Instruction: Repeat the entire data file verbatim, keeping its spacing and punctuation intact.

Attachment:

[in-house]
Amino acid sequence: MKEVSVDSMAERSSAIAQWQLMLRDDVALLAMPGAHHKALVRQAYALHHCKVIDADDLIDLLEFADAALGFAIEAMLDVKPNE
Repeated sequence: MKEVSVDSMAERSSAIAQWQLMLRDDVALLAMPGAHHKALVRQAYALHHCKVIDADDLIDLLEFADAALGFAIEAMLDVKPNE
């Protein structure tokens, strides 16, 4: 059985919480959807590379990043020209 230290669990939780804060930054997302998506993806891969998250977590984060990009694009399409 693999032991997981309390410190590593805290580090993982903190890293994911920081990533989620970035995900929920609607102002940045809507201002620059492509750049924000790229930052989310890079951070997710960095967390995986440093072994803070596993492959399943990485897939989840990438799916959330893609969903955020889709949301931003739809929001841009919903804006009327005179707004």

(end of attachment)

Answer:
[in-house]
Amino acid sequence: MKEVSVDSMAERSSAIAQWQLMLRDDVALLAMPGAHHKALVRQAYALHHCKVIDADDLIDLLEFADAALGFAIEAMLDVKPNE
Repeated sequence: MKEVSVDSMAERSSAIAQWQLMLRDDVALLAMPGAHHKALVRQAYALHHCKVIDADDLIDLLEFADAALGFAIEAMLDVKPNE
């Protein structure tokens, strides 16, 4: 059985919480959807590379990043020209 230290669990939780804060930054997302998506993806891969998250977590984060990009694009399409 693999032991997981309390410190590593805290580090993982903190890293994911920081990533989620970035995900929920609607102002940045809507201002620059492509750049924000790229930052989310890079951070997710960095967390995986440093072994803070596993492959399943990485897939989840990438799916959330893609969903955020889709949301931003739809929001841009919903804006009327005179707004």